ABCs of Flash Writing: Z is for Zero Structure

Posted by on May 13, 2018 in Uncategorized | Comments Off on ABCs of Flash Writing: Z is for Zero Structure

The first and only time I fired a gun was in my mosquito-ridden swamp of a backyard that is referred to by out-of-towners as the Meadowlands. A childhood friend of mine who, unlike me, had spent his childhood summers hunting everything from rabbits to deer, brought a few of us out to an abandoned nature preserve near our houses. He also brought along a Browning AB3 bolt-action rifle. I remember two things about that day – guns are loud, and, if anyone asks, I certainly didn’t put a hole in one of the water treatment plants across the river.

From the earliest days of our writing lives, we are taught that stories must have three things: a beginning, a middle, and an end. That seems rather simple when it’s presented in such a nonchalant fashion, but many of the hang-ups that we face as authors comes from the fact that we lack one of those three crucial elements. No one wants to read a story without a beginning – try watching any HBO drama starting six episodes in. A middle offers readers the driving force of conflict, and allows us as authors to build elaborate plots or complex characters. And without an ending, an audience can be left staring, mouth agape at your final page or end credits, wondering if the latest writers’ strike was the cause to blame for such an unsatisfying ending, or if the author simply got bored and ran out of ideas. There’s an expectation that must be met, an accord that is unspoken between creator and audience.

Flash fiction tells this agreement of structure to shove off. It has zero structure (You try coming up with Z phrases). The responsibility of the flash fiction author is to create an immediate and lasting impact on the reader with a force that’s both undeniable yet nuanced enough to provoke an emotional response. Neil Leckman, horror author and anthologist, speaks to this when describing his views on the genre: “I consider whoever my words land on to be my target, that’s why I like flash fiction. It’s a lot like using a shotgun.” Wonder why that stuck. With such a short piece, the author can, in many ways, begin where they please, and rely on the strength of their prose to carry the deeper intent behind their words. The simplicity with which many flash fiction authors write can shine without the need to delve into great and complicated descriptions and plot developments.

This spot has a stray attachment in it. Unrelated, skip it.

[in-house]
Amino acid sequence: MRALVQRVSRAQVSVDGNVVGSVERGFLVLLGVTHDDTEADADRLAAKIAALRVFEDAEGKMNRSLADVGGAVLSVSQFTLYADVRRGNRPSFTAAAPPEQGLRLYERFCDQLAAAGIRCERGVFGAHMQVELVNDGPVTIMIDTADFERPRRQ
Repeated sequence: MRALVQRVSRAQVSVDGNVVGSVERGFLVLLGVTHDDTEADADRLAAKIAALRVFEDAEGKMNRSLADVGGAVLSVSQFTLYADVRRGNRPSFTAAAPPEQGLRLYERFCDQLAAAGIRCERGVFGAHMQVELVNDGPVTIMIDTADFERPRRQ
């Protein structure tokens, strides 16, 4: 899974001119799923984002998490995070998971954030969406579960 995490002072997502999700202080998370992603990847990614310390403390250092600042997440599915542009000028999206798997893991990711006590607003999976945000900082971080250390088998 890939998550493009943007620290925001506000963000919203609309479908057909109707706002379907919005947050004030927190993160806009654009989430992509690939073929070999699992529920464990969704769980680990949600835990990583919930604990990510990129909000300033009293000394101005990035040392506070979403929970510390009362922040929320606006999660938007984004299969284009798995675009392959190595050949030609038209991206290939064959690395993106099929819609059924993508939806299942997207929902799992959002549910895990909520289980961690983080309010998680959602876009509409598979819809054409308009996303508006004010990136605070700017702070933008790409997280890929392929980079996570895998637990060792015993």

In traditional narratives, one action must directly correlate to another, which in turns spirals into a full story, and somewhere three-hundred pages later, the overworked detective has solved the murder only to find that it was his partner’s doing all along. Flash fiction shows us the intensity of a singular moment and allows us to focus on that one image and all that comes with it. There is a clearness in the images and stories that flash provides, resonating long after the words have disappeared back into the folds of the text. The beauty of the words themselves can get lost among the white noise of exposition, dialogue, description, and character. Flash fiction, with its lack of defined rules, offers us a sense of freedom in its limitations. We can only write so much, that it forces us to pick and choose only the best and most sensible words for what we hope to convey.

As writers, this is what we strive for. We search for the strongest combination of words that brings us close to whatever ideal image we hold in our hearts and minds. Somewhere deep down, we know that perfection is impossible, so we struggle and often vomit all over our pages in the hopes that somewhere amid the watered-down, literary bile are the words we’ve been searching for all along. Here, again, flash fiction’s zero structure proves just how beneficial it can be to a writer’s process. How can anyone possibly get across the pain that comes with the loss of a loved one, or the joy of conquering one’s fears, when they’re only allowed a handful of words? That is the beauty of flash fiction. Restrictions are liberating when they grind out the strongest prose.

So when we go to write flash, there must be a moment where the traditional rules of storytelling vanish. Instead of a story, we must consider a scene or a moment that burns with such vibrancy that it can exist on its own. Rather than building up to a climax, we are both forced to and allowed to whittle down and shave a singular idea until it becomes impossible to deny that it is indeed prose. Flash does not need to have a beginning, middle, and end, nor does it have to be any of those. It can stand apart from all the rest, sharpened to such a degree that it can excise itself from our preconceived notions of fiction and tell just as powerful a story.

It cracks just as loud as a rifle in the Meadowlands, echoing out over the marshes.

Sean Buckley is a 26 year-old writer from Secaucus, New Jersey and 2016 graduate of the Fairfield University MFA program. He is predominantly a screenwriter, having written five feature films and three television pilots. His screenplays have won the Iconic Character Fellowship Award, have reached the finals of the Miami International Sci-Fi Film Festival and the Sydney International Sci-Fi & Fantasy Film Festival, as well as the semifinals of the Cynosure Screenwriting Contest and the quarterfinals of the Austin Film Festival, the Final Draft Big Break contest, and the PAGE International Screenwriting Contest. He has also written two novels, and several flash fiction pieces which have been featured in the Mad Scientist Journal and the Louisberg Literary Journal.